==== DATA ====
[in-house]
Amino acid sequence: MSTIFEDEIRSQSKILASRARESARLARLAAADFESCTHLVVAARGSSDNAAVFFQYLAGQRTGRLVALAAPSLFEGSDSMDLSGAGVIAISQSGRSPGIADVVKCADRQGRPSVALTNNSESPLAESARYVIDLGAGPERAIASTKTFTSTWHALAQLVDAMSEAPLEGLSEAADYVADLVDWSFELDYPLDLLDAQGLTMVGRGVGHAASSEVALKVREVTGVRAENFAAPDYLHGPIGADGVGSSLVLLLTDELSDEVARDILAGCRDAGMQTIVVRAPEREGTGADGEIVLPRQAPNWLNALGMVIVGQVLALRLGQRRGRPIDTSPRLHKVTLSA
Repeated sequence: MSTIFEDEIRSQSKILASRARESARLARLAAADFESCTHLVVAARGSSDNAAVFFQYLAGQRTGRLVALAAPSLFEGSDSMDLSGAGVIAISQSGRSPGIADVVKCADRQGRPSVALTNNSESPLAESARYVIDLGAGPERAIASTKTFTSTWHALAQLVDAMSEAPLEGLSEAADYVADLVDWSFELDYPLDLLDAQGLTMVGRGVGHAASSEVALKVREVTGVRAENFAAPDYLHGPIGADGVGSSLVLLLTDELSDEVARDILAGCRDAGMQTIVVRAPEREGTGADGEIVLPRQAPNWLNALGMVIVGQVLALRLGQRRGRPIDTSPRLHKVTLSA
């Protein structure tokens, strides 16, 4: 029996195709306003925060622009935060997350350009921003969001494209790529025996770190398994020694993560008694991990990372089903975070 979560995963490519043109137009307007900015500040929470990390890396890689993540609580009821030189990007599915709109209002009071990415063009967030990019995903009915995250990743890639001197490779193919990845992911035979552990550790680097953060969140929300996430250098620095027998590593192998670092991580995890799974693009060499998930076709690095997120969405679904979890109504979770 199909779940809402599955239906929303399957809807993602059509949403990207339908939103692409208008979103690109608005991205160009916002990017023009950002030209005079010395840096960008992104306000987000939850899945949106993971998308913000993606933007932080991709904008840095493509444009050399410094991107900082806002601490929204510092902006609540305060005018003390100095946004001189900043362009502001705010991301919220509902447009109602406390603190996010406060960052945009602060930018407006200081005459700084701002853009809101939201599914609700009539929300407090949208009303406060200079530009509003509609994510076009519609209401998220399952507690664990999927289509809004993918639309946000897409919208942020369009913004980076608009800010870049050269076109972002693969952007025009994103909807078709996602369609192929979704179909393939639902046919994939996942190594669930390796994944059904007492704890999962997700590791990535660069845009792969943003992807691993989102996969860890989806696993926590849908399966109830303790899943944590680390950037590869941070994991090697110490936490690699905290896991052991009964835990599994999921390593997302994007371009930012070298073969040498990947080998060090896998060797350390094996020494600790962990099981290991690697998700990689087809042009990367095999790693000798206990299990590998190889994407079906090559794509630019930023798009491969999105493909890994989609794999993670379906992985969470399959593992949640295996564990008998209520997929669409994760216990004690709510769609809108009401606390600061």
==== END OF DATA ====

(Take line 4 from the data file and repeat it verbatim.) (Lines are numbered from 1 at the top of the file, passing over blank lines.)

């Protein structure tokens, strides 16, 4: 029996195709306003925060622009935060997350350009921003969001494209790529025996770190398994020694993560008694991990990372089903975070 979560995963490519043109137009307007900015500040929470990390890396890689993540609580009821030189990007599915709109209002009071990415063009967030990019995903009915995250990743890639001197490779193919990845992911035979552990550790680097953060969140929300996430250098620095027998590593192998670092991580995890799974693009060499998930076709690095997120969405679904979890109504979770 199909779940809402599955239906929303399957809807993602059509949403990207339908939103692409208008979103690109608005991205160009916002990017023009950002030209005079010395840096960008992104306000987000939850899945949106993971998308913000993606933007932080991709904008840095493509444009050399410094991107900082806002601490929204510092902006609540305060005018003390100095946004001189900043362009502001705010991301919220509902447009109602406390603190996010406060960052945009602060930018407006200081005459700084701002853009809101939201599914609700009539929300407090949208009303406060200079530009509003509609994510076009519609209401998220399952507690664990999927289509809004993918639309946000897409919208942020369009913004980076608009800010870049050269076109972002693969952007025009994103909807078709996602369609192929979704179909393939639902046919994939996942190594669930390796994944059904007492704890999962997700590791990535660069845009792969943003992807691993989102996969860890989806696993926590849908399966109830303790899943944590680390950037590869941070994991090697110490936490690699905290896991052991009964835990599994999921390593997302994007371009930012070298073969040498990947080998060090896998060797350390094996020494600790962990099981290991690697998700990689087809042009990367095999790693000798206990299990590998190889994407079906090559794509630019930023798009491969999105493909890994989609794999993670379906992985969470399959593992949640295996564990008998209520997929669409994760216990004690709510769609809108009401606390600061």